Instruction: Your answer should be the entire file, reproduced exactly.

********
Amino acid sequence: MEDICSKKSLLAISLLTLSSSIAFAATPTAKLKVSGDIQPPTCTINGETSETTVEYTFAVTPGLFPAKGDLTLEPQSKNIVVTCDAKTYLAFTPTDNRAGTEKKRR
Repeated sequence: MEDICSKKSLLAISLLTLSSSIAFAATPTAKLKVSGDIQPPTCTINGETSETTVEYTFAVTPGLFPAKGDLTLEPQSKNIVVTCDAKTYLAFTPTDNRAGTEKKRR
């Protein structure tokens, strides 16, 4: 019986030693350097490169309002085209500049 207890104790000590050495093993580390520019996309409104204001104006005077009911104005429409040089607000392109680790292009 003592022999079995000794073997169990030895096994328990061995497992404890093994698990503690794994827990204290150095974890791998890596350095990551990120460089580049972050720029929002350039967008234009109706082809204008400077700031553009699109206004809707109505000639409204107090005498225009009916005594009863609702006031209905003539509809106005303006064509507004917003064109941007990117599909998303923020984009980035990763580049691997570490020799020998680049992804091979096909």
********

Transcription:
Amino acid sequence: MEDICSKKSLLAISLLTLSSSIAFAATPTAKLKVSGDIQPPTCTINGETSETTVEYTFAVTPGLFPAKGDLTLEPQSKNIVVTCDAKTYLAFTPTDNRAGTEKKRR
Repeated sequence: MEDICSKKSLLAISLLTLSSSIAFAATPTAKLKVSGDIQPPTCTINGETSETTVEYTFAVTPGLFPAKGDLTLEPQSKNIVVTCDAKTYLAFTPTDNRAGTEKKRR
């Protein structure tokens, strides 16, 4: 019986030693350097490169309002085209500049 207890104790000590050495093993580390520019996309409104204001104006005077009911104005429409040089607000392109680790292009 003592022999079995000794073997169990030895096994328990061995497992404890093994698990503690794994827990204290150095974890791998890596350095990551990120460089580049972050720029929002350039967008234009109706082809204008400077700031553009699109206004809707109505000639409204107090005498225009009916005594009863609702006031209905003539509809106005303006064509507004917003064109941007990117599909998303923020984009980035990763580049691997570490020799020998680049992804091979096909």